Beyond dealing with religious prejudice this film deals with social prejudices, abuse of power, and the concept of honor. Fairly early on in the film, it becomes clear that although they are gifted by the circumstances of birth, not all of Greene's classmates are gifted academically. McGivern struggles with French and it is in his struggle that we see what happens when one person abuses the power he or she has over another. McGivern is given a recitation of a passage that counts for a large portion of his final grade in Cleary's French class. Clearly nervous, McGivern stumbles over the translation several times and Cleary berates him (in French) repeatedly. McGivern is unable to complete the recitation and runs out of the classroom. Later he is found on the floor, having a nervous breakdown. In this section of the film there also a scene where Dillon makes a comment about Greene being a survivor and Dillon being forced to live up to the implications of being a Dillon. Dillon tells David he envies him because if David gets what he wants, he'll have deserved it -- while if he doesn't, he'll manage anyway. Dillon, on the other hand, is forced to live up to expectations. "If my name weren't Dillon, things would be different."
It is Dillon's character and struggles in history class that brings the concept of honor as well as the expression of full blown prejudice into the forefront. The root of Dillon's problems with Greene can be found on the football field, where Dillon feels that Greene plays a position that was meant for him, proves to be good at it, and therefore receives attention from both his classmates and Dillon's girlfriend, Sally Wheeler. After a particularly spectacular struggle between Dillon and Greene on the football field in which Greene is forced to make Dillon look bad, Greene's religion is revealed. A St. Luke's alumnus needles a St. Matthew's alumnus about bringing a Jewish player in to break St. Matt's losing streak. Overhearing this, Dillon later confronts David about his heritage by telling a joke about Jews and Pat Boone, and informs the group David is a ringer that was brought in to win despite his Jewish heritage. A fight ensues between the two, broken up by Van Kelt and Chris. This inicident occurs in the showers, with Dillon and Greene entirely bare naked. David finds himself ostracized by his teammates and friends. It is also during this reception that Dillon learns that his girlfriend is interested in Greene.
Religious prejudice extends to all areas of Greene's life and makes the social prejudices more obvious as well. When he attempts to console Connors who is accused of plagiarizing a French translation assignment, he is rebuffed. Sally refuses to speak to him when he appears unexpectedly at her swim team practice. He is then insulted by his former friends during a meal session where they harass him for providing slow service in the cafeteria, where as a poor student he has to work to help cover school expenses not covered by his scholarship. He goes back to his room that night to find a "Go Home Jew" sign above his bed with a swastika.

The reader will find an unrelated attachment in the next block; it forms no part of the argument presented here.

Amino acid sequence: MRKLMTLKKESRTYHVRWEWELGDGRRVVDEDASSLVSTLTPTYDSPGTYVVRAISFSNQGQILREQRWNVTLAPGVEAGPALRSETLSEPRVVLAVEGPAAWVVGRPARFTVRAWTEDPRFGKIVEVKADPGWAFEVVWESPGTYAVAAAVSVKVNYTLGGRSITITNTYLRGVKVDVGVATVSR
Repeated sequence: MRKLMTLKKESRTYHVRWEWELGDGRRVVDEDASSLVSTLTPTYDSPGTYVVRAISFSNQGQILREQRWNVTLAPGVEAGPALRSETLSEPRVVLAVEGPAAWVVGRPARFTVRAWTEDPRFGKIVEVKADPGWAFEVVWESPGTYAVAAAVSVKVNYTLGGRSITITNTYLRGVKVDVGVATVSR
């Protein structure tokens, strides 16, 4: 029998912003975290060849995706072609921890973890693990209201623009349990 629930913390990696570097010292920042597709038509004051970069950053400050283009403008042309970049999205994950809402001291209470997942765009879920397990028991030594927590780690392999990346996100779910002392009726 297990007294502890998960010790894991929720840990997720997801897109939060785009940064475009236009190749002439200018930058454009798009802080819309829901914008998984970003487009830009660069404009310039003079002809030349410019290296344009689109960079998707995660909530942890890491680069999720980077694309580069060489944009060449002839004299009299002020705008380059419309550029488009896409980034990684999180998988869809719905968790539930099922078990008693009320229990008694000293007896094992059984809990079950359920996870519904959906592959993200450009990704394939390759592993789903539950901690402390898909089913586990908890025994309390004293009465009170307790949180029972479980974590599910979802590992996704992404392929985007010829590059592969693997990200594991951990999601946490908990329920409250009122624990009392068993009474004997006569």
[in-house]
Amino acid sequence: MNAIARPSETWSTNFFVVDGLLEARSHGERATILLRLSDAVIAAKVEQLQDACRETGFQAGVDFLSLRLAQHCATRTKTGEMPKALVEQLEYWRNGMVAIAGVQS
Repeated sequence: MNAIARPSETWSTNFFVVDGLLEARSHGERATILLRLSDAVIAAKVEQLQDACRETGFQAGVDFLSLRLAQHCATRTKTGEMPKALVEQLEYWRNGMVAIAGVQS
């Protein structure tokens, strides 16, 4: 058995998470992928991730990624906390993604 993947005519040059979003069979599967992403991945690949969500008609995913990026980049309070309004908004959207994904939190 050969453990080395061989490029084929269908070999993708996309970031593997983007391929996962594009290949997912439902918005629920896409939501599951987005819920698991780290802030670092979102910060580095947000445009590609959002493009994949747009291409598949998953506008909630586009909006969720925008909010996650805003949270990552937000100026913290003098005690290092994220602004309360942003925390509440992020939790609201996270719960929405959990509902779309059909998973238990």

The climax of the film occurs when Dillon is caught cheating in History class. David suspects the cheating occurred but says nothing when he sees a crib sheet fall to the floor. The teacher discovers the sheet on the floor after class. During the next class the teacher announces that someone cheated, and due to the school's honor code, the history class themselves must determine justice.
David confronts Dillon about the cheating, and Dillon tries to bribe David not to tell anyone. David, however, is determined to set things straight. During a meeting the next morning with the rest of class, Dillon protects himself by accusing David of cheating. After hours of debate, the majority of the class finds David cheated, either because he is Jewish (which they say is an example of the fact that he has a history of lying), or for fear that they will be ostracized for siding with him. David agrees to honor tradition and say he cheated to Dr. Bartram.
The next morning, David goes to the headmaster's office to confess, but his history teacher and Van Kelt are in the office and step into the situation. Van Kelt admits he saw Dillon cheat. David does state that he broke the honor code by not bringing up the fact he saw Dillon cheat (as did Van Kelt) but Bartram absolves them both on grounds that this is another evolution of the honor code and sufficient lessons have been learned. Dillon, however, is expelled from school.
Bartram then states that he wants to forget the whole thing ever happened, to which David replies that "You're never going to forget this ever happened. Every time you see me on campus, you'll remember that it happened. You used me for football. I'll use you to get into Harvard."